Rigs: Mechanized Combat League brings fast, intense multiplayer action to the PlayStation VR, but with a few notable caveats. While there was enough variety in the mechs to keep me playing through a full season of matches, the sub-par visuals distract, and big matchmaking issues made online wait times unbearable. It’s fun to play with friends, but try to take it for a spin before committing, if only to make sure your stomach can actually handle it.
This stylish sports shooter shows that traditional multiplayer games can work in VR, but it can't quite prove that they should.
Proof that first person shooters – and pretty good ones at that – can work with VR, if handled with the right amount of delicacy.
Rigs has motion-sickness issues (which may not be the case for all players) but the core arena game is a lot of fun, which makes this one of PlayStation VR’s strong early experiences
The PlayStation VR shooter from Killzone studio Guerrilla Games nails first-person VR controls, but stumbles over the smaller details
I was completely taken aback by how well RIGS comes together. Although it has some issues to work out with future patches (mostly related to a content drought), as a symbol for the tech it's one of the best virtual reality joints out there, and not just for the PlayStation VR. Hell, it might be the most justified virtual reality game I've ever played.
As the only real first person shooter on PSVR, Rigs is fantastic. So long as you’re not affected too heavily by motion sickness, and aren’t put off by the price to content ratio, you’ll find a fast and fluid multiplayer shooter that gets the best out of PSVR.
Even though the style of gameplay is one that definitely qualifies as one to try before you buy due to motion sickness, RIGS: Mechanized Combat League is a very enthralling experience that PSVR early adopters should definitely check out.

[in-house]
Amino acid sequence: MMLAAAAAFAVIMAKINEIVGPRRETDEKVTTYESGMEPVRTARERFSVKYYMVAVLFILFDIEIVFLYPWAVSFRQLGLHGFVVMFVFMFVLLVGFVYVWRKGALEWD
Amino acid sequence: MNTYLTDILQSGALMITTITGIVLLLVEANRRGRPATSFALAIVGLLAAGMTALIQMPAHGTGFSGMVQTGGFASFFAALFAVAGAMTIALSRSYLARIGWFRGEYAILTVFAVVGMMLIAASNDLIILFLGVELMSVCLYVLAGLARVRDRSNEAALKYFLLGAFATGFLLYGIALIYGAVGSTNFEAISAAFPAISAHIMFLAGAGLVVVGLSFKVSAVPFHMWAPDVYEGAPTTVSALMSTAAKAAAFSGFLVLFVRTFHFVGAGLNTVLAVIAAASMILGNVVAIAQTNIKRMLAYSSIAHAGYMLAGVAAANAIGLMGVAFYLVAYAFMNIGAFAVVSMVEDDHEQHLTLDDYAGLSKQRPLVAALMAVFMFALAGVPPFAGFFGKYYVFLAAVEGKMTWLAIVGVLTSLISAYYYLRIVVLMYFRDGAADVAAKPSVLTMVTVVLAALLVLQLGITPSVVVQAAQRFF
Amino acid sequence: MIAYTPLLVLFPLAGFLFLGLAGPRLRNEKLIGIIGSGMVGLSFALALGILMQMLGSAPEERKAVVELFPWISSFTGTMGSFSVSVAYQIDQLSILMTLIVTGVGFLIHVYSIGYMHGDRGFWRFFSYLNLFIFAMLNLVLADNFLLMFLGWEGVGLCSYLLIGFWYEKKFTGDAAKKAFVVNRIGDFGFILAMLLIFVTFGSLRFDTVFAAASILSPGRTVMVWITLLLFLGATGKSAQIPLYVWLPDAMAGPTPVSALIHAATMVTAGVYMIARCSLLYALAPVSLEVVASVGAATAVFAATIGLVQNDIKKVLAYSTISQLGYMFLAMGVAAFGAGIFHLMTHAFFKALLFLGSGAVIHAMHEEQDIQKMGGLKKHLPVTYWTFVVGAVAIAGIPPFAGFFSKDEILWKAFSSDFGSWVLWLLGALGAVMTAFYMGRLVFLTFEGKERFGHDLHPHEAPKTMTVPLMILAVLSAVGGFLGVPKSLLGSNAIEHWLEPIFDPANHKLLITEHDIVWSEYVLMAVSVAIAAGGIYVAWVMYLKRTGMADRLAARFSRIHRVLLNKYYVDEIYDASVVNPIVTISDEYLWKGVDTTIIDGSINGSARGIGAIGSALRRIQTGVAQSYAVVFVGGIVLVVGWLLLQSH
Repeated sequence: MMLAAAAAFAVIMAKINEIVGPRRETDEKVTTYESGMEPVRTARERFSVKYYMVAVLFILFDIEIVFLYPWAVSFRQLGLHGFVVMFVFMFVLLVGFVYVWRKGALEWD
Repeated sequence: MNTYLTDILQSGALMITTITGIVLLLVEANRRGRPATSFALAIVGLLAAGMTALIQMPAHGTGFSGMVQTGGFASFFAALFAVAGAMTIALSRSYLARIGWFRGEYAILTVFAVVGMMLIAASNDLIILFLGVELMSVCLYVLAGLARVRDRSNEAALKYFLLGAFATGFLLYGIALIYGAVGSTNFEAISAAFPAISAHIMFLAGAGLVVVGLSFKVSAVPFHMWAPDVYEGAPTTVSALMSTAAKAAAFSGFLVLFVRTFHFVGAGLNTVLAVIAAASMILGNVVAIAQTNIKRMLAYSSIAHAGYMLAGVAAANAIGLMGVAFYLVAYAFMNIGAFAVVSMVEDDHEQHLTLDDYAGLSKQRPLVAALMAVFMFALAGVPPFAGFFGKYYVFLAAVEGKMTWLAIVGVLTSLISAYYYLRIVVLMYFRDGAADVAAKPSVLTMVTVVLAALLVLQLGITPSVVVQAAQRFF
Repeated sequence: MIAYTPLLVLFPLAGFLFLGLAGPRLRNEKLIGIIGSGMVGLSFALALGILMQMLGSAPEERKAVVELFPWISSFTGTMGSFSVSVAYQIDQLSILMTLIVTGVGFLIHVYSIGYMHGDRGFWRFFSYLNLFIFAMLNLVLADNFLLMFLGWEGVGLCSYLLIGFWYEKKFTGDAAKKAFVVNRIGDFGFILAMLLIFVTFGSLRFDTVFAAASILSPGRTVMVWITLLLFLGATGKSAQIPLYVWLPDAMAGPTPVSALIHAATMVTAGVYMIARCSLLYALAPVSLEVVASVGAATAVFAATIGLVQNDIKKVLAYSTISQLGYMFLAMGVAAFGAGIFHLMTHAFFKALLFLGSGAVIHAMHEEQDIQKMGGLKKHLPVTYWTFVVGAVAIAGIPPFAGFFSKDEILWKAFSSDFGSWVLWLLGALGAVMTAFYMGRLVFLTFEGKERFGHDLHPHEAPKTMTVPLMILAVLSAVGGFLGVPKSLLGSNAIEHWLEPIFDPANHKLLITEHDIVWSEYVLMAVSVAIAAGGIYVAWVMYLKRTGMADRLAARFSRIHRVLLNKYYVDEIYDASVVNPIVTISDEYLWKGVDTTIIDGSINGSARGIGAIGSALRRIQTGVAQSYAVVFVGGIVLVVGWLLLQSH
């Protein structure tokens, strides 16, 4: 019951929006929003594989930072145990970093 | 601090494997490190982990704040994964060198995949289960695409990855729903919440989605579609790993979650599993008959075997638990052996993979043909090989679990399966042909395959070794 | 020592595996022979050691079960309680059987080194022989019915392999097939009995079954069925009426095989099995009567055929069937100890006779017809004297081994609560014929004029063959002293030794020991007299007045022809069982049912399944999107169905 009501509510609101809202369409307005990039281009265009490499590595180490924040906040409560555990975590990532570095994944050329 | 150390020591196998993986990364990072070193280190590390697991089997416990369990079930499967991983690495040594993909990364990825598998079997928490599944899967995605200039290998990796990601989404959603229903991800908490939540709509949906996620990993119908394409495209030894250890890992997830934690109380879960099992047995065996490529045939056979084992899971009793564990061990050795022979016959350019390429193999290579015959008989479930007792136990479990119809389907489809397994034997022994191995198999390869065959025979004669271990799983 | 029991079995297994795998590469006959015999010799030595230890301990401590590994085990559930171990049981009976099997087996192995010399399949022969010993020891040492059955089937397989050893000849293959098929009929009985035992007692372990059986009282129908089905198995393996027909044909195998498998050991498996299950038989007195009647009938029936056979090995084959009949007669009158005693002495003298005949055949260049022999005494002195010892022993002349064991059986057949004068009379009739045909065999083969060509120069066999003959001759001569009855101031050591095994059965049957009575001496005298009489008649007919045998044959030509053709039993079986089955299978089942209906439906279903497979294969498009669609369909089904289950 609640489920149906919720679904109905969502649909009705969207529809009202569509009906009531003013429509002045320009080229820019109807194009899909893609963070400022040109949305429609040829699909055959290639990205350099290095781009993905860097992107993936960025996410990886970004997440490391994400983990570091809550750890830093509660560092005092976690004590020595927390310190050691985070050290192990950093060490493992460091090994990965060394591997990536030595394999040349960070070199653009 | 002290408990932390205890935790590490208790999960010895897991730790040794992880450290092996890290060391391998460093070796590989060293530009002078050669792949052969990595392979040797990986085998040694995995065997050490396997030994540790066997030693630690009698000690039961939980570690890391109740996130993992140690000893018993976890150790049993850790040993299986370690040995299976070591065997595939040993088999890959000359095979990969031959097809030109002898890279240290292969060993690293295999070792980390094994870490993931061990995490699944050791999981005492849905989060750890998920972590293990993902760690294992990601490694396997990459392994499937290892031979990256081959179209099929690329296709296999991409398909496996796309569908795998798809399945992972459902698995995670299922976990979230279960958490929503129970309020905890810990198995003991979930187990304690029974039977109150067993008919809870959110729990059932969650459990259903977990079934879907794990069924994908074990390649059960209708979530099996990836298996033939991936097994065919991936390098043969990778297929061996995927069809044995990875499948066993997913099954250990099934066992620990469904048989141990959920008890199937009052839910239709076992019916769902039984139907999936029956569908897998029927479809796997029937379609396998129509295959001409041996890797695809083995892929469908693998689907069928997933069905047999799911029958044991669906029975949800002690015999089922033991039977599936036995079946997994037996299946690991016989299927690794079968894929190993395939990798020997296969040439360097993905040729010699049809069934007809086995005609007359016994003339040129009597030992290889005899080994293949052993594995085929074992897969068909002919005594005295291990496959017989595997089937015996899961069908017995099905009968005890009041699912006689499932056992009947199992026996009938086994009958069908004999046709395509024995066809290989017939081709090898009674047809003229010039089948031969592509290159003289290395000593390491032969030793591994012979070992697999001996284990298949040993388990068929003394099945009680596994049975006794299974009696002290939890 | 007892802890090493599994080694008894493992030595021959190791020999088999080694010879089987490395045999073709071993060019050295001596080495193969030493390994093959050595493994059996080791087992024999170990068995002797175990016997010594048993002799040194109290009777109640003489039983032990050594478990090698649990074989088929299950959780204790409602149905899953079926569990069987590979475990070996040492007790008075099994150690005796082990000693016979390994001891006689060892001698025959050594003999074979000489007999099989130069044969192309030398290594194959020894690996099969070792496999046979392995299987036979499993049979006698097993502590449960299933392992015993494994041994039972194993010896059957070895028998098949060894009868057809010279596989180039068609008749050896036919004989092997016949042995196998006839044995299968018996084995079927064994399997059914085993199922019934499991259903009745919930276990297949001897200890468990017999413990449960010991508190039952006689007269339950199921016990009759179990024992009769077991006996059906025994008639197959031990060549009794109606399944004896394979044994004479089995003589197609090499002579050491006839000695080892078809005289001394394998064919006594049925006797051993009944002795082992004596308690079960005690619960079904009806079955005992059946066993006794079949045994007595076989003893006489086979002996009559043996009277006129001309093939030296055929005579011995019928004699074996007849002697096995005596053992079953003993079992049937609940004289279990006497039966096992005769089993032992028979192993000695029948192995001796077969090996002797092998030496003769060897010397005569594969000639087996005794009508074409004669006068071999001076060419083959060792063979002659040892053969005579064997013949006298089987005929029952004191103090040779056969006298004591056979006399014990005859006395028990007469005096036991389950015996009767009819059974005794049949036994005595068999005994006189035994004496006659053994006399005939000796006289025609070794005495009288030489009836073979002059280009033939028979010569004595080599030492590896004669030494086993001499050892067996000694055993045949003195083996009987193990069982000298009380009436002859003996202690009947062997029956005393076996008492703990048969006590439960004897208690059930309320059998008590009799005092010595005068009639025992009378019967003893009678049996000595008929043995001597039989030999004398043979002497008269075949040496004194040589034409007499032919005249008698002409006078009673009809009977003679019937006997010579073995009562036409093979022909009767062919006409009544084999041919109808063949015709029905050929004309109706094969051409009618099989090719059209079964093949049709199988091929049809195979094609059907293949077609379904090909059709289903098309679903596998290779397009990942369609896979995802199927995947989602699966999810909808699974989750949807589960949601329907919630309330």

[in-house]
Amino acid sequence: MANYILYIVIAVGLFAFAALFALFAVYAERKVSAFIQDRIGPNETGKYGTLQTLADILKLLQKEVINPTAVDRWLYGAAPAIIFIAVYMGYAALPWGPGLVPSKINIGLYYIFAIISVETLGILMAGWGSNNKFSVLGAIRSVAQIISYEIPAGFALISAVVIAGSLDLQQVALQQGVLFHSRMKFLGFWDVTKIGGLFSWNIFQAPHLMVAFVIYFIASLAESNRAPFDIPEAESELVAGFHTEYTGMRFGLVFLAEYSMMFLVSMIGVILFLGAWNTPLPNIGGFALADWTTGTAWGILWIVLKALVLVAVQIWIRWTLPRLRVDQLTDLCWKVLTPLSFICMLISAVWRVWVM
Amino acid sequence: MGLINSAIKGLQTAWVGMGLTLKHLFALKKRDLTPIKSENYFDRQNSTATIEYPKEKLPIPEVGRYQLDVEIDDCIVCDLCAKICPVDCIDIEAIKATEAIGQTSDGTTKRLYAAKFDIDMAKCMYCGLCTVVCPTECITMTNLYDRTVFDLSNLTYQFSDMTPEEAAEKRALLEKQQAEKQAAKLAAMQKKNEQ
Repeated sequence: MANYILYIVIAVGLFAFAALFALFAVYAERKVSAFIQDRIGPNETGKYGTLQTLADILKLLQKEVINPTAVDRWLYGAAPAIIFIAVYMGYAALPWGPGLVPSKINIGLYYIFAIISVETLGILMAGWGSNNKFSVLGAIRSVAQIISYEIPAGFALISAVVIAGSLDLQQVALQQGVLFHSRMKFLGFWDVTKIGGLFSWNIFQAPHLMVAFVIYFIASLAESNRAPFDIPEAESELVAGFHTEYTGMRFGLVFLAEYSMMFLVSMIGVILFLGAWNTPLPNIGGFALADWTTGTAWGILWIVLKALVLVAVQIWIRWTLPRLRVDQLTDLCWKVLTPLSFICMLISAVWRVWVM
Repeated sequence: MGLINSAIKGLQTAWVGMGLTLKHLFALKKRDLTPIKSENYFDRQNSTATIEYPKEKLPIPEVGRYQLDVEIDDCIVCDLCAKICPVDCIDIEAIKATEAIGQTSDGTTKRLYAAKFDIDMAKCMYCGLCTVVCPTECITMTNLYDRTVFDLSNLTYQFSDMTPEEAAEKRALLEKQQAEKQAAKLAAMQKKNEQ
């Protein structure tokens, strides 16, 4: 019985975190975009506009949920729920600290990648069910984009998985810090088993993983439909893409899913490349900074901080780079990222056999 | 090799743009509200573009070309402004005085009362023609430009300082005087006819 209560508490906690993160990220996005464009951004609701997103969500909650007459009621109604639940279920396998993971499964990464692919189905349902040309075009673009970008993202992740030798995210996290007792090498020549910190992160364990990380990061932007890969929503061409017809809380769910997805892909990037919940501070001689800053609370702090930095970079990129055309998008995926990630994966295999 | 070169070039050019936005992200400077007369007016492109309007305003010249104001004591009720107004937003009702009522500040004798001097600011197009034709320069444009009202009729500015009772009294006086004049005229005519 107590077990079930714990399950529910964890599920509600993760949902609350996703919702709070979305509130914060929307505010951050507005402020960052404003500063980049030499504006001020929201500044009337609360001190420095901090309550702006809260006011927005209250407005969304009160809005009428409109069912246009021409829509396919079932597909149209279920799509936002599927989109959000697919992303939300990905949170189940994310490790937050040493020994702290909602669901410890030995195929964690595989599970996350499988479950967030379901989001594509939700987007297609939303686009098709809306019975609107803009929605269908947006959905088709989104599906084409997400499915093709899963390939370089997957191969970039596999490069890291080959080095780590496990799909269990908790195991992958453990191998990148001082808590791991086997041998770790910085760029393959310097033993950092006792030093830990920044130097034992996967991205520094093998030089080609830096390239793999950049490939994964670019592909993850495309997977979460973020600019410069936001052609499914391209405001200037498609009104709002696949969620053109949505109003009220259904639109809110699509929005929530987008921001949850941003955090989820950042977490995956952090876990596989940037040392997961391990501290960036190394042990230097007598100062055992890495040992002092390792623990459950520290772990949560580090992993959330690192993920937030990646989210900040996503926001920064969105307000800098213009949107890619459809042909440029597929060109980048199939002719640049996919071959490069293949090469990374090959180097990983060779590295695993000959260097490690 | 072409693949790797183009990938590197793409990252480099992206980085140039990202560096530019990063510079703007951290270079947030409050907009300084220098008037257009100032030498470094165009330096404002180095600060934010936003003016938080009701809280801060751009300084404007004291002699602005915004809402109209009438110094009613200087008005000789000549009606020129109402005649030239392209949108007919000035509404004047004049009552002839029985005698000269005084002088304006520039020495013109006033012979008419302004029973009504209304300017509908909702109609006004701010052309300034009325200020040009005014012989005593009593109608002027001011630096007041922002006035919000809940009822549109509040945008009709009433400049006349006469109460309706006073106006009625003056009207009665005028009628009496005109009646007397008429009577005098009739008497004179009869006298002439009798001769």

It might take itself far too seriously, but RIGS delivers where it matters: the gameplay. One of the best games in the PSVR launch lineup.
RIGS: Mechanized Combat League joins Until Dawn: Rush of Blood as one of the very few virtual reality games I’ve truly come to enjoy. The head-track aiming system works great, the combat is engrossing, and it’s a remarkably comfortable experience even after extended periods of time with the PSVR clamped on.
RIGS is a fantastic foray into high-speed sports-like mechanized combat, and a great use of virtual reality as it realizes our giant robot fantasies. The long loading screens, canned animations and repetitious voice work aside, RIGS brings a lot to the table. From a fully-baked progression system, to gorgeous graphics and fast-paced and balanced play, it’s an exciting sports title. I just hope the nausea factor subsides quickly.
With a great range of mechs and intense pick-up-and-play action, RIGS goes to show that PlayStation VR could be great for shooters. The lack of game modes makes it rather light on content, but overall it's a blast.
The atmosphere of cup matches and the hilarious commentary from the announcers adds a real authenticity to matches.
While the lineup of maps and modes is a little on the thin side, RIGS Mechanized Combat League was a multiplayer experience I kept coming back to day after day. It's easily the best one available on PlayStation VR right now.
RIGS: Mechanized Combat League may be the posterchild for PlayStation VR, but it's not the headset's MVP. While this future sports sim has a strong art style and some interesting ideas, it struggles to get the business done where it matters – on the pitch. Nauseating action and mushy combat really cause this contender to drop points.
RIGS is an addictive game with a fresh concept and a pretty intense pace. Mixing an arcade sport simulation and a First Person Shooter, Guerrilla delivers some enjoyable action, either alone or online.
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RIGS proves that a fast paced multiplayer FPS can be done in VR. It pushes graphical boundaries and creates an impressive sense of presence, in many ways, showcasing the medium’s glorious potential. It’s also a lot of fun to play, if your stomach can handle it.
RIGS is the first great PlayStation VR game. It can be a bit shallow with a lack of match types and game modes, but I cannot deny how great it feels to pilot my own mech into competition—and to do so with a natural-feeling control scheme that immerses players in the experience.
RIGS is suffering from a content deficit and made me feel sick every time I've played it, but as a competitive game it's compelling, albeit frequently frustrating. It's a bold step towards the sort of content VR needs, even if it falters in its execution.